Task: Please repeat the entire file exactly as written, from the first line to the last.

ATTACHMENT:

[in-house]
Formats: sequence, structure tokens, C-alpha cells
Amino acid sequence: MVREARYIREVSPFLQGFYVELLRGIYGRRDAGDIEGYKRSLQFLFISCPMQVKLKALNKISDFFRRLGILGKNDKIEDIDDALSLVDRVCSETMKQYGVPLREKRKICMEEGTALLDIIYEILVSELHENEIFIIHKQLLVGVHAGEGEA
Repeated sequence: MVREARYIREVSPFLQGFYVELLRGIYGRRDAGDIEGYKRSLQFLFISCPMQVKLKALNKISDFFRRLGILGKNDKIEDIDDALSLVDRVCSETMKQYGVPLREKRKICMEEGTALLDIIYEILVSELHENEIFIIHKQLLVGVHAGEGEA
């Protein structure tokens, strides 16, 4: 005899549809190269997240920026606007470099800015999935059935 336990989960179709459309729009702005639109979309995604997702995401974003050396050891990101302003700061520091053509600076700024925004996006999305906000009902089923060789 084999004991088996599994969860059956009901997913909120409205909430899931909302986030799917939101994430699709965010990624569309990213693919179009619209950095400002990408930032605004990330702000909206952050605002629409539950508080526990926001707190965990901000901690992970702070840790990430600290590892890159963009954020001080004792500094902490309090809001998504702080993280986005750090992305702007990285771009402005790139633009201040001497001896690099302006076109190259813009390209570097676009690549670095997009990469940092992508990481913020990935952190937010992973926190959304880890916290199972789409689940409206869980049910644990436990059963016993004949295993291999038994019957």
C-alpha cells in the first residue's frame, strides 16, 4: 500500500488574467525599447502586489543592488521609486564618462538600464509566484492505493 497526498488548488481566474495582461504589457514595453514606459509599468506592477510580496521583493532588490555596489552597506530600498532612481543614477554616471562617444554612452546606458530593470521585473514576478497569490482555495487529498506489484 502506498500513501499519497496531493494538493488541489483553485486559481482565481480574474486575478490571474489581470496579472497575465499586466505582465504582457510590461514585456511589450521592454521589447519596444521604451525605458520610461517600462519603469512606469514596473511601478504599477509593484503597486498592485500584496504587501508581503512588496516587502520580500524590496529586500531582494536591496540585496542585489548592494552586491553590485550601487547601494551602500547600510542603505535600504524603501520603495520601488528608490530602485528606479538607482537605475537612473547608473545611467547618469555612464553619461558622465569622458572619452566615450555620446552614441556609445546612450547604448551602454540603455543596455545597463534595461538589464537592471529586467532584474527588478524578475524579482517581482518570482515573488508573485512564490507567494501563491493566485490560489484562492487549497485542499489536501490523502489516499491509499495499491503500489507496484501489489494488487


[in-house]
Formats: sequence, structure tokens, C-alpha cells
Amino acid sequence: MVREARYIREVSPFLQGFYVELLRGIYGRRDAGDIEGYKRSLQFLFISCPMQVKLKALNKISDFFRRLGILGKNDKIEDIDDALSLVDRVCSETMKQYGVPLREKRKICMEEGTALLDIIYEILVSELHENEIFIIHKQLLVGVHAGEGEA
Repeated sequence: MVREARYIREVSPFLQGFYVELLRGIYGRRDAGDIEGYKRSLQFLFISCPMQVKLKALNKISDFFRRLGILGKNDKIEDIDDALSLVDRVCSETMKQYGVPLREKRKICMEEGTALLDIIYEILVSELHENEIFIIHKQLLVGVHAGEGEA
């Protein structure tokens, strides 16, 4: 005899549809190269997240920026606007470099800015999935059935 336990989960179709459309729009702005639109979309995604997702995401974003050396050891990101302003700061520091053509600076700024925004996006999305906000009902089923060789 084999004991088996599994969860059956009901997913909120409205909430899931909302986030799917939101994430699709965010990624569309990213693919179009619209950095400002990408930032605004990330702000909206952050605002629409539950508080526990926001707190965990901000901690992970702070840790990430600290590892890159963009954020001080004792500094902490309090809001998504702080993280986005750090992305702007990285771009402005790139633009201040001497001896690099302006076109190259813009390209570097676009690549670095997009990469940092992508990481913020990935952190937010992973926190959304880890916290199972789409689940409206869980049910644990436990059963016993004949295993291999038994019957």
C-alpha cells in the first residue's frame, strides 16, 4: 500500500488574467525599447502586489543592488521609486564618462538600464509566484492505493 497526498488548488481566474495582461504589457514595453514606459509599468506592477510580496521583493532588490555596489552597506530600498532612481543614477554616471562617444554612452546606458530593470521585473514576478497569490482555495487529498506489484 502506498500513501499519497496531493494538493488541489483553485486559481482565481480574474486575478490571474489581470496579472497575465499586466505582465504582457510590461514585456511589450521592454521589447519596444521604451525605458520610461517600462519603469512606469514596473511601478504599477509593484503597486498592485500584496504587501508581503512588496516587502520580500524590496529586500531582494536591496540585496542585489548592494552586491553590485550601487547601494551602500547600510542603505535600504524603501520603495520601488528608490530602485528606479538607482537605475537612473547608473545611467547618469555612464553619461558622465569622458572619452566615450555620446552614441556609445546612450547604448551602454540603455543596455545597463534595461538589464537592471529586467532584474527588478524578475524579482517581482518570482515573488508573485512564490507567494501563491493566485490560489484562492487549497485542499489536501490523502489516499491509499495499491503500489507496484501489489494488487